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Morricone Youth – Silenzio Violento

The name Morricone Youth is obviously spun off from Ciccone Youth, the Madonna-cover Sonic Youth ‘side project,’ but their sound is closer to that of movie-soundtrack composer Ennio Morricone than Kim and Thurston.

Apparently, these gimmick-heavy New Yorkers started off as a film-score cover band, playing tracks from spaghetti westerns and horror films in hip bars, dressed in sleek suits and perhaps a splash of irony, that coveted quality these days. From there, they recruited some new members, including a female singer whose voice occasionally evokes Beth Gibbons of Portishead, and started composing originals.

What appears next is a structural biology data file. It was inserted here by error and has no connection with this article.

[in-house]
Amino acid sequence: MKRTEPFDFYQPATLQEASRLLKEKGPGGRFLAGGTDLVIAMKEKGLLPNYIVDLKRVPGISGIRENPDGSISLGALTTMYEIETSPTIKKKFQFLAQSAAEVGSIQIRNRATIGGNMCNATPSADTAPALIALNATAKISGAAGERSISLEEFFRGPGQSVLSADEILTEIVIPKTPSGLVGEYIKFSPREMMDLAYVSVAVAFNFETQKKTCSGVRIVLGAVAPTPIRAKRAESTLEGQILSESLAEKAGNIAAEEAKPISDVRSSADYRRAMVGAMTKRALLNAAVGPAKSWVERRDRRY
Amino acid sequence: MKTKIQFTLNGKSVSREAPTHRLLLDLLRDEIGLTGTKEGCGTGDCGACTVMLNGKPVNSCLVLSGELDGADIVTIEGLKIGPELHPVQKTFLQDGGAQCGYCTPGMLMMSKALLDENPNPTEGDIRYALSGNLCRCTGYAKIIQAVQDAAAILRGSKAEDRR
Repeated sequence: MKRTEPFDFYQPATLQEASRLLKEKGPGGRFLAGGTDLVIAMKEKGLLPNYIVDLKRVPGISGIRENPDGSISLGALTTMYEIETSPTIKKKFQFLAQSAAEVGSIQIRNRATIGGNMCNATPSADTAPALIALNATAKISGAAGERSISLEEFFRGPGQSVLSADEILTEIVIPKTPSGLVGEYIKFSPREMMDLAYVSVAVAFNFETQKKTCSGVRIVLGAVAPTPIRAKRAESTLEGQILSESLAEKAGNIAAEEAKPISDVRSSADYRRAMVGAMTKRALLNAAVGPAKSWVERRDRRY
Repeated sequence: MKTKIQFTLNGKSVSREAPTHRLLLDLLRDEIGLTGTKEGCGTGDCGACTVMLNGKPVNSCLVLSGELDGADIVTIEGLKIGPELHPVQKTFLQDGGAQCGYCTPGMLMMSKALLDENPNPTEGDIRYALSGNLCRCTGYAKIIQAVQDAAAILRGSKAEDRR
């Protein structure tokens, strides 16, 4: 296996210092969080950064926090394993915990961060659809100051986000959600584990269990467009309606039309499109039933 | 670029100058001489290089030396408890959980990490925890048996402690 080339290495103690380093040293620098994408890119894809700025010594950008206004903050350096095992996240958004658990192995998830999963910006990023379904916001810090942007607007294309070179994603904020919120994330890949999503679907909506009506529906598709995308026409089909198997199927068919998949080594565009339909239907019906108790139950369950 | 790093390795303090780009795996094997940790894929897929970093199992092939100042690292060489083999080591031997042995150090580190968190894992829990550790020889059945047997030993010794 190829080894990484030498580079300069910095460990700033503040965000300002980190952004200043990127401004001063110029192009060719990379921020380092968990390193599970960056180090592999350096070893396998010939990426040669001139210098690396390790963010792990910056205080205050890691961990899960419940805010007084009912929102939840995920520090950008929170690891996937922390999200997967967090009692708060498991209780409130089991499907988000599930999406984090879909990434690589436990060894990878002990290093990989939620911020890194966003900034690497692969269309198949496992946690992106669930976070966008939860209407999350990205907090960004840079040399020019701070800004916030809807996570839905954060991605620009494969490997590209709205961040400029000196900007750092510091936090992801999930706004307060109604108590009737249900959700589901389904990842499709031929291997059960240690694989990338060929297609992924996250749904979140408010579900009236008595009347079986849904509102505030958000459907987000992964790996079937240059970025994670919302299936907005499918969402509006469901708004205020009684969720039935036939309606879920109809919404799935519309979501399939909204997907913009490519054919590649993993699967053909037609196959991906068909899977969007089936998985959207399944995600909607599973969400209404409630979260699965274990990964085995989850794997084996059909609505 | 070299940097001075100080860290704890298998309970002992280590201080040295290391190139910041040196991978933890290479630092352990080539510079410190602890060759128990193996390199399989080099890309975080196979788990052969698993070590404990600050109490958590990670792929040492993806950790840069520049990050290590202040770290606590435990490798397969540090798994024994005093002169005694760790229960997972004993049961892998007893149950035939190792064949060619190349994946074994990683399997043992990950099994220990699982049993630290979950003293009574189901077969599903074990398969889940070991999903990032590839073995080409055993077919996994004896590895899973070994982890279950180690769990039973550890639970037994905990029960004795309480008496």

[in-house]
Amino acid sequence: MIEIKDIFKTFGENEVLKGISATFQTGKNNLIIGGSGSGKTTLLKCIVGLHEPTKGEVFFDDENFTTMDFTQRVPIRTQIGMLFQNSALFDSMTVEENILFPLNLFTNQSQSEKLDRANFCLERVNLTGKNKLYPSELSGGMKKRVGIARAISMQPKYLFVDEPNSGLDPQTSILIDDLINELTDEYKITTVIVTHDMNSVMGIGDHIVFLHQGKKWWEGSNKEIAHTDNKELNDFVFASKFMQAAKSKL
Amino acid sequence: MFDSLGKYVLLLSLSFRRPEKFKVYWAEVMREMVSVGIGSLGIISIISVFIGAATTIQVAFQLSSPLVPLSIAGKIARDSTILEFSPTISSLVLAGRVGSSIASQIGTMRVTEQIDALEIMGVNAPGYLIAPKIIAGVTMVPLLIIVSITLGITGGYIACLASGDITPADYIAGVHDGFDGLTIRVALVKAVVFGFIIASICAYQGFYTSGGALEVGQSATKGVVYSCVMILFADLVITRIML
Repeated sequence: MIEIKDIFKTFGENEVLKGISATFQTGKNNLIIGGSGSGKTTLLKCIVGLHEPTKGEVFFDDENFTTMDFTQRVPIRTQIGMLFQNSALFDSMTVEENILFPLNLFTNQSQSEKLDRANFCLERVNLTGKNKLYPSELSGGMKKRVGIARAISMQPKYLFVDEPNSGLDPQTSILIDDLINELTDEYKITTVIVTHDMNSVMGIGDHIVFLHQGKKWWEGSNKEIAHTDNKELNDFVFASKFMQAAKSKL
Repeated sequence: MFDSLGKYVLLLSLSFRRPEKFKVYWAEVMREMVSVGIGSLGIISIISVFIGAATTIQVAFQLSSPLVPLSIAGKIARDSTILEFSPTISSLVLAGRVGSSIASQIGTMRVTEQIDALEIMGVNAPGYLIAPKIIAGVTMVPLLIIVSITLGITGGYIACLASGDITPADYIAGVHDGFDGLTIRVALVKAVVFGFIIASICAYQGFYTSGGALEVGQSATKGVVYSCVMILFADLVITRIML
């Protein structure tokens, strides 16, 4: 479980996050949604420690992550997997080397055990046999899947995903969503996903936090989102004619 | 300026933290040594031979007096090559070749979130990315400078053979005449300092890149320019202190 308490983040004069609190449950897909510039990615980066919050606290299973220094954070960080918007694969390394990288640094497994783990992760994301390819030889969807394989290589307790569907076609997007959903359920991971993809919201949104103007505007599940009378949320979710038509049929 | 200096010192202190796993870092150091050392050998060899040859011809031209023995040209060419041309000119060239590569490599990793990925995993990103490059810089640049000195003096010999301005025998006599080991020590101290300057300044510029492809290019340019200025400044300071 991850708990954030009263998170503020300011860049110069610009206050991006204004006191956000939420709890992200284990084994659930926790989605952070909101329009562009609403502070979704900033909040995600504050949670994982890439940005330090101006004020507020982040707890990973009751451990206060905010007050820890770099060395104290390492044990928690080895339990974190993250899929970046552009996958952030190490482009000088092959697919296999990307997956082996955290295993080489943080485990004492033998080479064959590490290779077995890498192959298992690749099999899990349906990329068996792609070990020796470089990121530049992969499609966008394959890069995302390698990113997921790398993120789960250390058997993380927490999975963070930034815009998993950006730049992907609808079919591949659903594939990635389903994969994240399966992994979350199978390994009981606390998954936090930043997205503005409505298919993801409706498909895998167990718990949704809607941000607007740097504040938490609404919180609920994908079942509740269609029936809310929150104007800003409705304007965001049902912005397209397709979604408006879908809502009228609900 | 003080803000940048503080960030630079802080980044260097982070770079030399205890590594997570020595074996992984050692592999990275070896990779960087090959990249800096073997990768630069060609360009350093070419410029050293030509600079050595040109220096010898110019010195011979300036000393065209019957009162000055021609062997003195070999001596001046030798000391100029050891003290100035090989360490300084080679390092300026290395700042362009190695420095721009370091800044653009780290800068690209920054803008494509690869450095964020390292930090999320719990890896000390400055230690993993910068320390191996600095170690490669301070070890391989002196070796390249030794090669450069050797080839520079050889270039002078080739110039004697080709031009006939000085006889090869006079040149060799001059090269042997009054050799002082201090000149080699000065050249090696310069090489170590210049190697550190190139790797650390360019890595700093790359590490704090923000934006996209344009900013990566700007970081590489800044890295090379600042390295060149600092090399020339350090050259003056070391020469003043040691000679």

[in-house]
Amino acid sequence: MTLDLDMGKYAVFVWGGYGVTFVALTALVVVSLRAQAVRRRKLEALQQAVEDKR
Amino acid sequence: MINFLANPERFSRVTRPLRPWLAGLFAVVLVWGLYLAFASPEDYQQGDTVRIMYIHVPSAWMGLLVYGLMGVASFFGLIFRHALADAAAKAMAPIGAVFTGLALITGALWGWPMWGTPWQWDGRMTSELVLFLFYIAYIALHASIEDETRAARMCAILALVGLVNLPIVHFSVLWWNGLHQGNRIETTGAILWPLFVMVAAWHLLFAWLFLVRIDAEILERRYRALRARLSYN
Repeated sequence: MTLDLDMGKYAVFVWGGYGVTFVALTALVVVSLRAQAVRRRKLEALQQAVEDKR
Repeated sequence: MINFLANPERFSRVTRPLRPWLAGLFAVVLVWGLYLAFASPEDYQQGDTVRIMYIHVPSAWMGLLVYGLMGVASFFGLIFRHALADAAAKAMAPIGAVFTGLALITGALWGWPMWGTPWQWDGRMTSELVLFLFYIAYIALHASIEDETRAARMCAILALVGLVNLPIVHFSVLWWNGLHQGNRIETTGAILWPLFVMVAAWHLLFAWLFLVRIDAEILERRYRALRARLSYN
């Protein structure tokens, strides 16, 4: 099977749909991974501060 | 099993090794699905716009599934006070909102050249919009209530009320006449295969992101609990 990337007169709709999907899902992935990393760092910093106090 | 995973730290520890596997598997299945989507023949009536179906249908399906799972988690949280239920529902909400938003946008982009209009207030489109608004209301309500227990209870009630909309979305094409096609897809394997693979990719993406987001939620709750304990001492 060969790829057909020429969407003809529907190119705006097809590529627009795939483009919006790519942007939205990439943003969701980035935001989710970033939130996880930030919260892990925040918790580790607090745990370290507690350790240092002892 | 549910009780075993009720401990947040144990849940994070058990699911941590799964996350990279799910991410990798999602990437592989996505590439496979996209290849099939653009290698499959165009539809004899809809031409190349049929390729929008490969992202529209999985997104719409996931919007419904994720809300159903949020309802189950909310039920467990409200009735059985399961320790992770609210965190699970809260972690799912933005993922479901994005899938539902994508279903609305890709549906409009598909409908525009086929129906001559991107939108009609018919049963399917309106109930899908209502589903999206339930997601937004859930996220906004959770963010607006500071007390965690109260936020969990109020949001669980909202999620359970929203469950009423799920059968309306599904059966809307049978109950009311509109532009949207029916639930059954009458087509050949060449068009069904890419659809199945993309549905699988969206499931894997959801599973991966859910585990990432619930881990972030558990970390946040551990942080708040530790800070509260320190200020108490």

The result is Silenzio Violento, a title that evokes the nightclub scene from Mulholland Drive and sounds as if it could score its own David Lynch film. It starts with opening titles that belong in their own Leone western, travels through “Monster” and “Super Villain,” the “Black Forest,” a “Heist,” and a chase theme, to the end credits. Their lounge-y, midtempo music is one step more attention-grabbing than the soundtracks they worship, but still mellow and sexy enough for background music. It’s a pleasant trip, backed by excellent musicians and singers with otherworldly voices, and it’s fun to try and picture the film they had going in their heads when they put together the record.

Still, it might be too gimmicky for most. But it’s fun to see where people can find musical inspiration.


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